Like two gladiators fighting for their lives, the Sena and the BJP are circling each other warily. To re-enter into a partnership would be the most logical move, but given that their parting was recent and hostile, some face-saving device will be required. Other political parties are watching the face-off. The Congress is watching with an especially keen eye since it will be to the its advantage if the two do not form an alliance again. It has already made an offer of support to the Sena (the two parties share a closer relationship than the Congress does with the BJP), and with its 31 corporators in Mumbai the Congress can make a significant difference to the Sena.

It would also be logical for the Thackeray cousins to patch up and regroup. Although this would not have any immediate gains since the MNS only has seven seats in Mumbai, it would certainly bolster the Sena in the long run because its traditional vote will no longer be fractured.

The NCP, largely a lame horse in this election, is also watching the proceedings. NCP chief Sharad Pawar said before the election that he believed there was a possibility of the Sena pulling out of the alliance with the BJP at the State level after the elections. He said that if that happened the NCP would not support any party but would be ready for midterm elections. (The Maharashtra Assembly has 288 members: BJP 122, Sena 63, the Congress 42, the NCP 41, independents seven and other parties 13.)

At the centre of this unusually interesting election are Uddhav Thackeray and Fadnavis. Both leaders are trying to consolidate their authority and position. Uddhav has struggled against his own reluctance to enter politics and with trying to live up to being his father’s son. Fadnavis has had to fight off the image of being a puppet manipulated by Prime Minister Narendra Modi. The outcome of this election has helped both, and they are expressing their victory in characteristic styles. Uddhav is preening about how his party has held Mumbai. And Fadnavis is being the obedient pracharak and crediting the victory to the BJP leadership in New Delhi. Fadnavis has, however, one advantage: he has less to prove to his electorate and has the backing of the Centre. Uddhav has as yet to make a crucial decision: to be like his aggressive father and make a grandiose move like withdrawing support to the Fadnavis government, or develop his own style of politicking and continue in government without losing face.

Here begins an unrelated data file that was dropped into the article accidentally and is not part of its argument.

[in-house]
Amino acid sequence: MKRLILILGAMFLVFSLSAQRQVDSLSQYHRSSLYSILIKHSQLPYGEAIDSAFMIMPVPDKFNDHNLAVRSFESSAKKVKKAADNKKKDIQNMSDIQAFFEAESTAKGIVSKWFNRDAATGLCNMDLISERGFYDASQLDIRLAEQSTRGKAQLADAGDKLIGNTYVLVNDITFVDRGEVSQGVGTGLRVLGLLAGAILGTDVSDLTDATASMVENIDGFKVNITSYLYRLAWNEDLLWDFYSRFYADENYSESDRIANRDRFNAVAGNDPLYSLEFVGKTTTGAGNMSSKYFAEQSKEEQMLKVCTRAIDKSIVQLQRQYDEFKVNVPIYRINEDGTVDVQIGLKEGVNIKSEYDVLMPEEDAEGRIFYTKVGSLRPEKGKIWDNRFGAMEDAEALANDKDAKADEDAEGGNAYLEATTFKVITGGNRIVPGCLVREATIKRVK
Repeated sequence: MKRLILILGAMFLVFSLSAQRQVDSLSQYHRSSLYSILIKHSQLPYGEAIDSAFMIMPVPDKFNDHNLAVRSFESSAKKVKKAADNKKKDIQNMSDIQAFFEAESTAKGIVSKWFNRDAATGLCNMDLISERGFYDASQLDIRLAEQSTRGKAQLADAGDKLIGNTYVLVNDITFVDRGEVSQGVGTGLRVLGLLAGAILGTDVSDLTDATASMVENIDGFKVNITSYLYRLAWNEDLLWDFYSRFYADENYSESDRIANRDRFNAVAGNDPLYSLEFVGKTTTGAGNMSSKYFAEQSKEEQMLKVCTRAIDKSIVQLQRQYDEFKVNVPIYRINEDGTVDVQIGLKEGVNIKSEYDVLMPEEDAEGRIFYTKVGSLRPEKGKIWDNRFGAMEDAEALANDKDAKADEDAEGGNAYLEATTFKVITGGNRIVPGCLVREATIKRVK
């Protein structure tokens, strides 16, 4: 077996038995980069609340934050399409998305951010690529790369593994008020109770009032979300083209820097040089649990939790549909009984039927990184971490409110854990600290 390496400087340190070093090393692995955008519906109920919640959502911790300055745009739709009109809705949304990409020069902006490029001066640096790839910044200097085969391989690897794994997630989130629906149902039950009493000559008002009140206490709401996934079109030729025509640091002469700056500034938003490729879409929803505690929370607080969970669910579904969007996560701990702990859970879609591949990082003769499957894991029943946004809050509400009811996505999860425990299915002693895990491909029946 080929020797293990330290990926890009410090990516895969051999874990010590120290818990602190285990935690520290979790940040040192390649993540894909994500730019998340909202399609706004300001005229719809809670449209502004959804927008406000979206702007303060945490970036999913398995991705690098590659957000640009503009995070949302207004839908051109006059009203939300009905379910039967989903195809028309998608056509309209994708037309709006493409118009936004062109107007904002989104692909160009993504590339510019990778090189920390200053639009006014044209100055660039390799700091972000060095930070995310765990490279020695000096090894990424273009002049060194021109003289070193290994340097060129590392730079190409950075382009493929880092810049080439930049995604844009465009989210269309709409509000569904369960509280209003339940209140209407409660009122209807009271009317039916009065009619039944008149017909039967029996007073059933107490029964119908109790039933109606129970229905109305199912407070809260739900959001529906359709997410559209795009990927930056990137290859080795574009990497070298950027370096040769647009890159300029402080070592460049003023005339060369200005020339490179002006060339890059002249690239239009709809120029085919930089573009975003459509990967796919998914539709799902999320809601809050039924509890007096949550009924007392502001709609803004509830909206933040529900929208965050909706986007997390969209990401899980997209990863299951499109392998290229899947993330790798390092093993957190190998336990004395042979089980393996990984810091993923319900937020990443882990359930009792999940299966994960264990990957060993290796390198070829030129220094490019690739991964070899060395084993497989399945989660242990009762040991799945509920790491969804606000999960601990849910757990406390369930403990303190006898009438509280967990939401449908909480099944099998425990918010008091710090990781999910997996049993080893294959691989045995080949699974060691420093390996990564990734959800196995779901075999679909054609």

With all eyes on the winners, it would be easy to miss the losers, except that in this case it is the country’s oldest party. The Congress has slipped so far and so rapidly in Maharashtra that it is fast becoming inconsequential. Its strongholds of Solapur, Sangli and Latur have slipped from its grasp; it has lost its hold over the rural areas too. In Solapur, the hometown of former Chief Minister Sushil Kumar Shinde, the party won only 14 of the 102 seats despite the flag being carried by Shinde’s daughter. Even Asaduddin Owaisi’s Hyderabad-based All India Majlis-e-Ittehadul Muslimeen (AIMIM), a relative newbie in Maharashtra politics, did well and made a successful debut in Mumbai. The rout of the Congress leaves Muslims with few options, and the AIMIM will gain from this.

Will the close fight between the Sena and the BJP in the civic elections have any implications for their continuing relationship at the State level? There is the possibility that the Sena, flush with its success in Mumbai, may try and flex its muscles. If this happens, it is equally likely that the BJP will stand firm and may even dictate terms. It can, after all, afford to do so since it has been the biggest winner in this election.

A letter from the Editor


Dear reader,

The COVID-19-induced lockdown and the absolute necessity for human beings to maintain a physical distance from one another in order to contain the pandemic has changed our lives in unimaginable ways. The print medium all over the world is no exception.

As the distribution of printed copies is unlikely to resume any time soon, Frontline will come to you only through the digital platform until the return of normality. The resources needed to keep up the good work that Frontline has been doing for the past 35 years and more are immense. It is a long journey indeed. Readers who have been part of this journey are our source of strength.

Subscribing to the online edition, I am confident, will make it mutually beneficial.

Sincerely,

R. Vijaya Sankar

Editor, Frontline

Support Quality Journalism
This article is closed for comments.
Please Email the Editor
×